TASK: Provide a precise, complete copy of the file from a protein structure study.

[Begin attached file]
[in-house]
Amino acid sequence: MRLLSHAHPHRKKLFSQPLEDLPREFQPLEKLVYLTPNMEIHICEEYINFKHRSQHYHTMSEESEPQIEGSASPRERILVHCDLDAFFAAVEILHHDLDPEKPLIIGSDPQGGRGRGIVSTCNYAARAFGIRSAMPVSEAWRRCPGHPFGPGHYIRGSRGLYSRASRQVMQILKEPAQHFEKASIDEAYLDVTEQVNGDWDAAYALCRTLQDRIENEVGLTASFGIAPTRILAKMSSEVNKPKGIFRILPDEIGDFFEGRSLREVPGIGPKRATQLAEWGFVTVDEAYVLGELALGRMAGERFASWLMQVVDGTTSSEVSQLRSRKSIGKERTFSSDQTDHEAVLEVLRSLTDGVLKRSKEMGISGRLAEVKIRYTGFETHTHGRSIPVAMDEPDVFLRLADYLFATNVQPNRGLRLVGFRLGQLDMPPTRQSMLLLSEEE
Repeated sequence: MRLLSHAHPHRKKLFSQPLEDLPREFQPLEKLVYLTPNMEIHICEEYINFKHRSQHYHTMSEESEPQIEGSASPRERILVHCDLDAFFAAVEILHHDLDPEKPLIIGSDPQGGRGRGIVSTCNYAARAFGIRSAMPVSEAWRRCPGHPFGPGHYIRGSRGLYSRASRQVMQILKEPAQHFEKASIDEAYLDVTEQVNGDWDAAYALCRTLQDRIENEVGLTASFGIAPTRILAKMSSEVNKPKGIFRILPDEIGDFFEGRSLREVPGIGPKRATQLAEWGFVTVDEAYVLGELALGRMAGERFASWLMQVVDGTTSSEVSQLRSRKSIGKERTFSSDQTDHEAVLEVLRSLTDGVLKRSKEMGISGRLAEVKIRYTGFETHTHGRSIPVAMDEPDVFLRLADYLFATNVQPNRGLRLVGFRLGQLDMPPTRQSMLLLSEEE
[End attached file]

[in-house]
Amino acid sequence: MRLLSHAHPHRKKLFSQPLEDLPREFQPLEKLVYLTPNMEIHICEEYINFKHRSQHYHTMSEESEPQIEGSASPRERILVHCDLDAFFAAVEILHHDLDPEKPLIIGSDPQGGRGRGIVSTCNYAARAFGIRSAMPVSEAWRRCPGHPFGPGHYIRGSRGLYSRASRQVMQILKEPAQHFEKASIDEAYLDVTEQVNGDWDAAYALCRTLQDRIENEVGLTASFGIAPTRILAKMSSEVNKPKGIFRILPDEIGDFFEGRSLREVPGIGPKRATQLAEWGFVTVDEAYVLGELALGRMAGERFASWLMQVVDGTTSSEVSQLRSRKSIGKERTFSSDQTDHEAVLEVLRSLTDGVLKRSKEMGISGRLAEVKIRYTGFETHTHGRSIPVAMDEPDVFLRLADYLFATNVQPNRGLRLVGFRLGQLDMPPTRQSMLLLSEEE
Repeated sequence: MRLLSHAHPHRKKLFSQPLEDLPREFQPLEKLVYLTPNMEIHICEEYINFKHRSQHYHTMSEESEPQIEGSASPRERILVHCDLDAFFAAVEILHHDLDPEKPLIIGSDPQGGRGRGIVSTCNYAARAFGIRSAMPVSEAWRRCPGHPFGPGHYIRGSRGLYSRASRQVMQILKEPAQHFEKASIDEAYLDVTEQVNGDWDAAYALCRTLQDRIENEVGLTASFGIAPTRILAKMSSEVNKPKGIFRILPDEIGDFFEGRSLREVPGIGPKRATQLAEWGFVTVDEAYVLGELALGRMAGERFASWLMQVVDGTTSSEVSQLRSRKSIGKERTFSSDQTDHEAVLEVLRSLTDGVLKRSKEMGISGRLAEVKIRYTGFETHTHGRSIPVAMDEPDVFLRLADYLFATNVQPNRGLRLVGFRLGQLDMPPTRQSMLLLSEEE